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posted on 27 October 2015

Why The Bank Of England Wants Britain To Stay In The EU

from The Conversation

-- this post authored by W David McCausland, University of Aberdeen

The Bank of England has entered the EU referendum debate. Its report, along with comments from governor Mark Carney, emphasise the benefits that membership of the EU brings the UK. Carney says membership makes the UK more dynamic, giving it greater potential for growth, and more resilient to shocks. But he also warned of the need to safeguard the UK against further eurozone integration.

The referendum, scheduled to take place before the end of 2017, will ask voters whether they want to stay in the EU or leave. If the UK chooses to leave the EU, this will have implications for how the Bank of England controls inflation and manages financial stability. If, for example, the free movement of labour were restricted, this may affect supply and drive up inflation.

Freedom and vulnerability

Bank chief Mark Carney. EPA/Will Oliver

The key theme underlying the bank's analysis is "openess". By this it means openness to trade and the free movement of goods and services, capital, and people. It argues that the EU's single market drives down the cost of trade and increases competition, which reduces prices and helps to keep inflation low.

The free movement of capital helps to overcome supply constraints, and the bank reports that the UK has been particularly successful in attracting foreign direct investment as a result of EU membership. The free movement of labour helps reduce skills shortages, keeping employment high and wage costs in control. As wage inflation feeds through into price inflation, this also helps the central bank in its key objective of price stability.

In short, a free, open, competitive environment, the Bank of England argues, is a good foundation to build a dynamic and resilient economy with good potential for growth.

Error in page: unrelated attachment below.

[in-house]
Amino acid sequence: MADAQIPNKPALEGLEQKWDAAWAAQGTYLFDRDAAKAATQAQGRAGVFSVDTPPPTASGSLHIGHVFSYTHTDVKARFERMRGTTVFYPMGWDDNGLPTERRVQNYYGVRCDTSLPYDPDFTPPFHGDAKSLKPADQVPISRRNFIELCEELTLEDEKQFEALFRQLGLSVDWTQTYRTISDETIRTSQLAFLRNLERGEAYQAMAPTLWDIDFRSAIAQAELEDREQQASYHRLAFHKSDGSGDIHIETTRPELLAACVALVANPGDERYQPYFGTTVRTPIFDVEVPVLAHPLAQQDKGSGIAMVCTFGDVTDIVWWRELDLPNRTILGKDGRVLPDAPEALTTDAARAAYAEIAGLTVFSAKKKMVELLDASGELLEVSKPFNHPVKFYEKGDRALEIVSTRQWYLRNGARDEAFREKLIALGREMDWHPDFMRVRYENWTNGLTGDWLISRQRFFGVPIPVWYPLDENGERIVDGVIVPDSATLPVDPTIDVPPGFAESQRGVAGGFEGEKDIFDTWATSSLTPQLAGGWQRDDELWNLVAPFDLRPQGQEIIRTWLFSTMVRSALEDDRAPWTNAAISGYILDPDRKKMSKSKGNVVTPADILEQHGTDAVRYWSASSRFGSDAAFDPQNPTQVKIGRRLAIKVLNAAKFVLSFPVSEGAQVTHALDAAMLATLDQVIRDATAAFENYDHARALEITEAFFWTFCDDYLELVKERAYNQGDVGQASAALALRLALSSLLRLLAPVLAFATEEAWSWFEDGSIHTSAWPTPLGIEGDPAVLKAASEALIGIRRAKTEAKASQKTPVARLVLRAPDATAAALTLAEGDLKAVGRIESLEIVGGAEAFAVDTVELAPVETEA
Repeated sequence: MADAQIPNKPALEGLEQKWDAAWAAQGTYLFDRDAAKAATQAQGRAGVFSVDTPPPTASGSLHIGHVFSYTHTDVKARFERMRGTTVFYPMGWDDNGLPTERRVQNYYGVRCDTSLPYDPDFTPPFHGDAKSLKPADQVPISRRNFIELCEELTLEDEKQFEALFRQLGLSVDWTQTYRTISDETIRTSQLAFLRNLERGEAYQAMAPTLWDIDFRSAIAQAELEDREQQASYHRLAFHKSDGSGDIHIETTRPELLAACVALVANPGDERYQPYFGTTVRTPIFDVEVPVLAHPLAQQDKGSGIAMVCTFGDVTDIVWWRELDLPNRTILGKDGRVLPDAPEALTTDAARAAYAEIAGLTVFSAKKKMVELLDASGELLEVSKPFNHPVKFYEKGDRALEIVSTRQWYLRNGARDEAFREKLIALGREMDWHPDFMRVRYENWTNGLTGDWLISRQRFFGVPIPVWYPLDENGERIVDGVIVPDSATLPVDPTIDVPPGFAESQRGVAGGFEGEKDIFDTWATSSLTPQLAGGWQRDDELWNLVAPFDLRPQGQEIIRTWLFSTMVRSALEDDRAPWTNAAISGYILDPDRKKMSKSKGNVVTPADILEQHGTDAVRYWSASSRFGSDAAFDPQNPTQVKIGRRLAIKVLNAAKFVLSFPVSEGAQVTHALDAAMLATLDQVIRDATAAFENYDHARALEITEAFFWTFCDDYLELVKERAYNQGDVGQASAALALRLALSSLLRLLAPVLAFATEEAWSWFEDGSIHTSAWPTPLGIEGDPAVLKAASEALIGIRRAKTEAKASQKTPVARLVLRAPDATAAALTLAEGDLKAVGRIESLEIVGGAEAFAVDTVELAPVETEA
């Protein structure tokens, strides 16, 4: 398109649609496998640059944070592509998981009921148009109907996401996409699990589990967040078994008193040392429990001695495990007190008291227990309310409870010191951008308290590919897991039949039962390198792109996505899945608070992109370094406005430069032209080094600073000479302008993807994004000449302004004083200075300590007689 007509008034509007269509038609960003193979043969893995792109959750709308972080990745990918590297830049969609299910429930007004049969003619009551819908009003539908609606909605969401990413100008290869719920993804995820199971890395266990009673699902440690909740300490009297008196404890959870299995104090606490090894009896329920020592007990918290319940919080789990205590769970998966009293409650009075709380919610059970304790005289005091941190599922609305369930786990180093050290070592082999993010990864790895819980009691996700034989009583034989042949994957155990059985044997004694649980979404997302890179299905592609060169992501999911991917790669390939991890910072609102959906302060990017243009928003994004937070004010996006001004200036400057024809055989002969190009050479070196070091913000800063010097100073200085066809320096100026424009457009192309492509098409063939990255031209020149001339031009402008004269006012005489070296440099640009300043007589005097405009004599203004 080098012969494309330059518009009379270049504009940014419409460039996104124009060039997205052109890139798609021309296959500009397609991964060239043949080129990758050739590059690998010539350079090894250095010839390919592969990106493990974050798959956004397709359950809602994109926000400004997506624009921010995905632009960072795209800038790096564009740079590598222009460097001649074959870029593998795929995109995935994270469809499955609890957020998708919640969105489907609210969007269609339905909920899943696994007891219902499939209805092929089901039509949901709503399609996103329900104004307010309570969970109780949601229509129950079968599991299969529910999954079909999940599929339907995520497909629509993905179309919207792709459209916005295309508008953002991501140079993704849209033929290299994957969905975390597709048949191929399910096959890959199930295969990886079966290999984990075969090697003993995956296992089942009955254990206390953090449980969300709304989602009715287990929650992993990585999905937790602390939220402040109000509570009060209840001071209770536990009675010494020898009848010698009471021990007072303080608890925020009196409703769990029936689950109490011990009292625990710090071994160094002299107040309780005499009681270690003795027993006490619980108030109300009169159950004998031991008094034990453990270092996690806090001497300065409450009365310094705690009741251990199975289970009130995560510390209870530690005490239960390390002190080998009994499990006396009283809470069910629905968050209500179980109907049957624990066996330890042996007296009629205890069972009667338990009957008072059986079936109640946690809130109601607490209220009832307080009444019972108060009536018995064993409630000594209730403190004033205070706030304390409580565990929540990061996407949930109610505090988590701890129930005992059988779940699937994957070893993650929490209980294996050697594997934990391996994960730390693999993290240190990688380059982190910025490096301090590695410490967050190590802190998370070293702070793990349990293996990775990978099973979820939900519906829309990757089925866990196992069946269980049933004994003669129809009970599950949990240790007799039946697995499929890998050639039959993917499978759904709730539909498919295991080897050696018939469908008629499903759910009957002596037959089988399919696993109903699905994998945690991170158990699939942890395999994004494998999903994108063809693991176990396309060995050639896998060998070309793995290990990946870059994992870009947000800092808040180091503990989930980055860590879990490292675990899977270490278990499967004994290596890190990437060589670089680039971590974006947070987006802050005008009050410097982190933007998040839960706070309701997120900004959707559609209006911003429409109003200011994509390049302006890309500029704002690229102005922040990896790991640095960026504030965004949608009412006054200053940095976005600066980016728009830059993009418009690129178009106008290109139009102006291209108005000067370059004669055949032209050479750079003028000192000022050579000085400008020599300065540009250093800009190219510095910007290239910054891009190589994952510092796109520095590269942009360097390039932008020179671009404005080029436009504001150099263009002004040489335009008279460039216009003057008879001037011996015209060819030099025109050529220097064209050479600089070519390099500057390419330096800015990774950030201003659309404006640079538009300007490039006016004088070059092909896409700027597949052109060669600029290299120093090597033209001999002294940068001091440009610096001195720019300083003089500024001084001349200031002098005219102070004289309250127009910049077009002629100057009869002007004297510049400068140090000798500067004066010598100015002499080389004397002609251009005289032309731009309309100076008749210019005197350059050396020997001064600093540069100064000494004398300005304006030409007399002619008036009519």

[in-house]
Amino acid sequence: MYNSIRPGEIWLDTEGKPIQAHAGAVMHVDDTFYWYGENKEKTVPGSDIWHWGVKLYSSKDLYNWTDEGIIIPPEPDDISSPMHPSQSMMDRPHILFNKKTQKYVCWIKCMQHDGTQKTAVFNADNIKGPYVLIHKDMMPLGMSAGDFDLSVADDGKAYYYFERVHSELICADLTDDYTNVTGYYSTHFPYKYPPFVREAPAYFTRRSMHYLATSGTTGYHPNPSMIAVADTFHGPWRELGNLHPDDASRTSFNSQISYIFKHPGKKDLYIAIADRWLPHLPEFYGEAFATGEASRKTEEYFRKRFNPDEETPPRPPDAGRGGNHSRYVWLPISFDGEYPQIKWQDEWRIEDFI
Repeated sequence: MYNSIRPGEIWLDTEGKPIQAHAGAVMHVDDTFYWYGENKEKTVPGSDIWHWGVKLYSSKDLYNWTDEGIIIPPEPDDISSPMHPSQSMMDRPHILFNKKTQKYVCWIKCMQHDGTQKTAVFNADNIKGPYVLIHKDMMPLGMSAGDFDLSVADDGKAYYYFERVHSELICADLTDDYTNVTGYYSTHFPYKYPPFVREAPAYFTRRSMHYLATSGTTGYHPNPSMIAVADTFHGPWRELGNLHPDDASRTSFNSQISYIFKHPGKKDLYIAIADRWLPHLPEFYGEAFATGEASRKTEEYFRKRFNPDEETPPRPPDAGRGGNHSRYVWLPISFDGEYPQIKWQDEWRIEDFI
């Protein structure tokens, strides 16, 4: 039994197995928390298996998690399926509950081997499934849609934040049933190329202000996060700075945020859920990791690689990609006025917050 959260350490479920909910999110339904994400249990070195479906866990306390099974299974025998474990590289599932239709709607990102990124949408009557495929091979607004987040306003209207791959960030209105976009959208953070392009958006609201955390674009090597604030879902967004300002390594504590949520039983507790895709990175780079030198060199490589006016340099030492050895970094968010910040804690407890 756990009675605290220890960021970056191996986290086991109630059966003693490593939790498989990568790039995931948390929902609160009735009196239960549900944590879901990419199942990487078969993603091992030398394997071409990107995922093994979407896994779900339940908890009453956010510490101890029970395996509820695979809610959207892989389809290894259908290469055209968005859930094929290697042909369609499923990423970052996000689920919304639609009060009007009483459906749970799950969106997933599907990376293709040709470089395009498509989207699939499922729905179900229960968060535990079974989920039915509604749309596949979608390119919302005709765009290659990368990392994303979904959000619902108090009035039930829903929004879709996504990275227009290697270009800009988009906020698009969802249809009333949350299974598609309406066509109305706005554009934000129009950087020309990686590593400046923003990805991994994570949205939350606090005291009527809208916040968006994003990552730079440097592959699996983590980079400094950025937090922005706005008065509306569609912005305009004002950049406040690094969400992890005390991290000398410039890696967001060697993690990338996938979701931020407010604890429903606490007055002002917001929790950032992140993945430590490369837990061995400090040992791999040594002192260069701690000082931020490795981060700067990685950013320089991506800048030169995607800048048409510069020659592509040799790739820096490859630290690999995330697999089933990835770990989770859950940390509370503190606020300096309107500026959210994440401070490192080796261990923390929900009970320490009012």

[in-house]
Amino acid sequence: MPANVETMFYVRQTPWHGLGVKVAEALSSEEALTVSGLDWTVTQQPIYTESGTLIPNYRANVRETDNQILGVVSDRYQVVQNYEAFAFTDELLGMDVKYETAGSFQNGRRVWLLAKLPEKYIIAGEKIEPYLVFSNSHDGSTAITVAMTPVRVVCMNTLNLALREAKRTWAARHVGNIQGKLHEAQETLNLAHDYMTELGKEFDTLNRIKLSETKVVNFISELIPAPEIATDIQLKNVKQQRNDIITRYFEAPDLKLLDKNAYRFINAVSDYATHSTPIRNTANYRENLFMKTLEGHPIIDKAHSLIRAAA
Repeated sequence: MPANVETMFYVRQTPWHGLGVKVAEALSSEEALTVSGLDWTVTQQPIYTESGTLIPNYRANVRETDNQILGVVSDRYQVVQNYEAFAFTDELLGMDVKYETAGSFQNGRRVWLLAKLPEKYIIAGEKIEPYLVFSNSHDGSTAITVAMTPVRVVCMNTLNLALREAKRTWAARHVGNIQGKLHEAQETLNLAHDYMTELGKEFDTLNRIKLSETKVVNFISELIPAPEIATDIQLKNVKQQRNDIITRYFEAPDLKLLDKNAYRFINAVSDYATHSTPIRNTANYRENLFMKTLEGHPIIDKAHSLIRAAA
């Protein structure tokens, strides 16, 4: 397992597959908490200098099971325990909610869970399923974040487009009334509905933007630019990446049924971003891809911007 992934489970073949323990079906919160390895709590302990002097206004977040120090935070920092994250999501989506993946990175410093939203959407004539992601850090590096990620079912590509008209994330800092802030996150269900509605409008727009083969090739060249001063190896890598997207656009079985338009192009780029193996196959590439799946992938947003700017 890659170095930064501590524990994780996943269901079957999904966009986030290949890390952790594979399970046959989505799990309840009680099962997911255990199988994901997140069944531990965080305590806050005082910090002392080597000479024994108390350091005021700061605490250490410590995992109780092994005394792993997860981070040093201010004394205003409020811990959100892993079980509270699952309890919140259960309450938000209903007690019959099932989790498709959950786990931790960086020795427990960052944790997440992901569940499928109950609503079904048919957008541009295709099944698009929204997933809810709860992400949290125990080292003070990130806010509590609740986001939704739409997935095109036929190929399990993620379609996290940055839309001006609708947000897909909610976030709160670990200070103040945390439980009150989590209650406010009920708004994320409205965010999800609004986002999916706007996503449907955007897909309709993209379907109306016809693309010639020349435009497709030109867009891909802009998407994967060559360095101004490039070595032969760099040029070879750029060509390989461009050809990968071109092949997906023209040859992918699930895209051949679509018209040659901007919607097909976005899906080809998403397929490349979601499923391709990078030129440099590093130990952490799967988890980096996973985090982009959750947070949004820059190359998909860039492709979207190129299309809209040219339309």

The bank claims that the UK has been particularly good at harnessing the benefits of this open environment while avoiding the drawbacks faced by some other EU members which have less flexible economies. But the bank's report warns of the UK's vulnerability to crises in the eurozone and the need for safeguards against them and further economic integration with the EU. Openness to the EU has brought with it risks of falling EU demand and exposure to the recent debt crises in Greece, Italy, Ireland and Portugal.

Politics at play

Clearly, therefore, there are elements of the report that can be seized on as ammunition by both sides of the EU referendum debate. Both David Cameron and George Osborne welcomed Carney's comments. Indeed, the report seems to be supportive of David Cameron's general direction of travel in the referendum debate - to stay in but renegotiate.

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On the other hand, much is made in the report of the benefits of the free movement of people, keeping wage and hence price inflation low and enabling the UK to have the right mix of skills and talent. This is at some variance with the current government rhetoric on immigration - which features much talk of reducing immigration, tightening up on visas and aiming to negotiate away some of the rights associated with free movement of people. The bank's report would suggest that in this respect Cameron's policy is on the wrong track.

Eurosceptics may take away other messages from the bank's report. Those on the left may question how the benefits from this open trade, free market environment are distributed. The high employment, low wage outcomes may be good for business and the bank's ability to control inflation, but this may be at some cost to workers and the more vulnerable in society. Rising inequality has also been a feature of the UK economy in recent years.

On the other hand, eurosceptics on the right may also be sceptical of an establishment view that advocates remaining in a club whose ethos they do not agree with and that is perceived to have a democratic deficit. They may argue that further openness to trade at a wider, global level would be more beneficial than at the more restricted European one.

So, in short, the bank has taken a positive view of the UK's membership of the European Union, but one based firmly and narrowly on the benefits of a free market, free trade, competitive environment. This leaves the referendum debate wide open to consider the broader benefits and drawbacks of EU membership, assessed from a wider perspective.

The ConversationW David McCausland, Professor of Economics, University of Aberdeen

This article was originally published on The Conversation. Read the original article.

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